Critical Care |

Anesthesia-Induced Posterior Reversible Encephalopathy Syndrome (PRES) in a Postoperative Patient FREE TO VIEW

Eric Boccio, BS; Fiore Mastroianni, BS; Todd Slesinger, MD
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North Shore University Hospital, Manhasset, NY

Chest. 2014;146(4_MeetingAbstracts):289A. doi:10.1378/chest.1991815
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SESSION TITLE: Critical Care Student/Resident Case Report Posters I

SESSION TYPE: Medical Student/Resident Case Report

PRESENTED ON: Tuesday, October 28, 2014 at 01:30 PM - 02:30 PM

INTRODUCTION: Posterior Reversible Encephalopathy Syndrome (PRES) is a neurotoxic state defined by variable clinical signs and symptoms, unique radiological features, and general reversibility of the condition. Presentation may include headache, nausea, vomiting, altered mental status, seizures, and visual loss or disturbances. Neuroimaging shows characteristic transient changes, and diagnosis is typically made using MRI. Treatment of PRES should focus on the underlying cause which may include hypertension, severe infection, shock, eclampsia, immunosuppressive therapies, renal insufficiency, lupus, and therapeutic agents.

CASE PRESENTATION: A 68-year-old female with known history of diverticulosis presented to the emergency department (ED) complaining of 3 days of worsening LLQ pain. Review of systems was notable for fever, chills, diarrhea, and vomiting. On physical exam, the abdomen was distended and diffusely tender with guarding. CT showed perforated sigmoid diverticulitis with local extraluminal air. The patient was brought for surgical resection of the perforated bowel. A successful Hartmann’s procedure was performed under general anesthesia with minimal blood loss. Following a postoperative course complicated by ARDS and septic shock, the patient failed to regain normal mental status becoming uncooperative and combative. On POD7, head CT showed bilateral parietal-occipital white matter lucencies. Follow up MRI showed bilateral and symmetric T2 hyperintensities confined to posterior cerebral and cerebellar white matter. The symmetrical nature and location of the abnormality made it highly suspicious for PRES. The patient continued to receive supportive measures and was discharged on POD21 with minimal deficit.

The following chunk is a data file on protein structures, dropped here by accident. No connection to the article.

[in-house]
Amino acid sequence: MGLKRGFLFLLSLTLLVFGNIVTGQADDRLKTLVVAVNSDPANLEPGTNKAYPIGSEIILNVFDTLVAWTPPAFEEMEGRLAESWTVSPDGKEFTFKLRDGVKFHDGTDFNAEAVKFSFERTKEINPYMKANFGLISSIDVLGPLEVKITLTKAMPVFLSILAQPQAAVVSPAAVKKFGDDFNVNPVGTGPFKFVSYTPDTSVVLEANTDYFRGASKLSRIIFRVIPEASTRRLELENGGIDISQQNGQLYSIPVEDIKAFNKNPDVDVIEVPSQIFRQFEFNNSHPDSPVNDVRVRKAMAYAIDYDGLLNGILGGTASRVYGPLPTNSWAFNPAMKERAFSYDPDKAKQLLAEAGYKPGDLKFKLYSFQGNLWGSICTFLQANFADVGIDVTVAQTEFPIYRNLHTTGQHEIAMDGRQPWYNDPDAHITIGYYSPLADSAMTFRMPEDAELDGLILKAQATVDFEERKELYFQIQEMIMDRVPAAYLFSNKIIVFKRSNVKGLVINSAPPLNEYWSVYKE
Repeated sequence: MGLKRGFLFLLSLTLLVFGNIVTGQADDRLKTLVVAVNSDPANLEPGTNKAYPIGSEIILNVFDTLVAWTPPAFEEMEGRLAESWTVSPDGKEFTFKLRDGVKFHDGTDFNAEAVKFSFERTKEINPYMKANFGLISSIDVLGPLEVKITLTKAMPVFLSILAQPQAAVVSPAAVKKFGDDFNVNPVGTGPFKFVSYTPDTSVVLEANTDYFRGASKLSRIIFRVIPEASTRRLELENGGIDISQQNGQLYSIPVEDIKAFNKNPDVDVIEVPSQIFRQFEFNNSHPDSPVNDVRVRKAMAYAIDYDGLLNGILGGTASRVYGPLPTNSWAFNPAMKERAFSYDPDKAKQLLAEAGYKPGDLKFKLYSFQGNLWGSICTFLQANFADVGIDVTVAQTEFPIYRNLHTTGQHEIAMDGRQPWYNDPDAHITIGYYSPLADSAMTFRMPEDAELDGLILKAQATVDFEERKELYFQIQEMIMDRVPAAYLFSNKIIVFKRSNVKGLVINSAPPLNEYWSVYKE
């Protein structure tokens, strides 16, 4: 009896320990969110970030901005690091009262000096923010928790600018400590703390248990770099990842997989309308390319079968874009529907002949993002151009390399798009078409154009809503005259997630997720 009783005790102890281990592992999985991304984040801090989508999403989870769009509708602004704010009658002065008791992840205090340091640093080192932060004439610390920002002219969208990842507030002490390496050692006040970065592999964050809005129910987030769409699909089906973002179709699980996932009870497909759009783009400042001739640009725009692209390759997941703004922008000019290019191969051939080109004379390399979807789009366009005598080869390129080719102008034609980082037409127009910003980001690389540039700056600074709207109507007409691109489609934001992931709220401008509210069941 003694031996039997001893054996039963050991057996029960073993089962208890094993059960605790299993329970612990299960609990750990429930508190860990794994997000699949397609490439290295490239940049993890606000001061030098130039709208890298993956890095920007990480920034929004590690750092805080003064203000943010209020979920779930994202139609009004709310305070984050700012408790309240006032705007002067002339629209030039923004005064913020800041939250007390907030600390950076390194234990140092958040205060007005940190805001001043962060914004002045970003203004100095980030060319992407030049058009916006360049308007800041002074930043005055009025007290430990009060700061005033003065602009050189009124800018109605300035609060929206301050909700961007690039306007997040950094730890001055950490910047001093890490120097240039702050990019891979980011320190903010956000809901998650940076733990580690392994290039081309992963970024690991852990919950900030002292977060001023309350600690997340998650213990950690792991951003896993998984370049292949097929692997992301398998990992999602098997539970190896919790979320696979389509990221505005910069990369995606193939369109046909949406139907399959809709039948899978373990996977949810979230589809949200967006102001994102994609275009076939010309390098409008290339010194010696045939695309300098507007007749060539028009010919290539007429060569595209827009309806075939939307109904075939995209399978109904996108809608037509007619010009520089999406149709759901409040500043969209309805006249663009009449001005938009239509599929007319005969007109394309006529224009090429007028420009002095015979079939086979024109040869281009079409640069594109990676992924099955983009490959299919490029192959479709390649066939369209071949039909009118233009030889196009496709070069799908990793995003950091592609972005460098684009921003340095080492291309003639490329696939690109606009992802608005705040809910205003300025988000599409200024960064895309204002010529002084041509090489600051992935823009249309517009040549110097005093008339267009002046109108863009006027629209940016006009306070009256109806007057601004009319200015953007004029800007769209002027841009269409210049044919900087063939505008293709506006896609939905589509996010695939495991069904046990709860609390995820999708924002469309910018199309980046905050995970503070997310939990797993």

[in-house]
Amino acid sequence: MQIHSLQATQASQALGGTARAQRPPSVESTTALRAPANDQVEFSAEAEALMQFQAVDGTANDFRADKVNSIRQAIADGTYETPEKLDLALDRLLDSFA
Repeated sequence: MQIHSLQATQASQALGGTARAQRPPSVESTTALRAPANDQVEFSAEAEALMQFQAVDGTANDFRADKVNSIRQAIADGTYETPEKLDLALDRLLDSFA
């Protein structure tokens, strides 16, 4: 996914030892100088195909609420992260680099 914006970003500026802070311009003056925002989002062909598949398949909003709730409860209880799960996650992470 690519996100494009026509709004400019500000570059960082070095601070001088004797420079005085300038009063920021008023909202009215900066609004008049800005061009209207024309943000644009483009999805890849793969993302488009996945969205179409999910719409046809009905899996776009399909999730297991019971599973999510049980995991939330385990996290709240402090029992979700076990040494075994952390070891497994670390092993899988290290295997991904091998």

DISCUSSION: The cause of acute PRES is not completely understood, and proposed mechanisms attribute the condition to vasogenic edema resulting from a disruption of the blood-brain barrier and autoregulatory function. If untreated, vasogenic edema will progress to cytotoxic edema, ischemia, and infarction of brain tissues. On T2 MRI, PRES appears as bilateral hyperintensities predominantly in the white matter of the posterior cerebral hemispheres. On T1 MRI, hypointensities/isointensities appear in the same localized regions.1 CT studies are inconsistent, making MRI the favored modality.

CONCLUSIONS: This case highlights the need to recognize the non-specific neurological symptoms associated with PRES especially when monitoring critically ill and intubated postoperative patients. Reversible with appropriate treatment, early recognition and diagnosis is crucial to prevent the complicating factors of prolonged PRES, specifically cytotoxic edema. Increased awareness will allow for rapid ordering of appropriate neuroimaging, and confirmation of characteristic radiological findings will prevent misdiagnosis.

Reference #1: Lamy C, et al. Neuroimaging in posterior reversible encephalopathy syndrome. J Neuroimaging. 2004 Apr;14(2):89-96.

DISCLOSURE: The following authors have nothing to disclose: Eric Boccio, Fiore Mastroianni, Todd Slesinger

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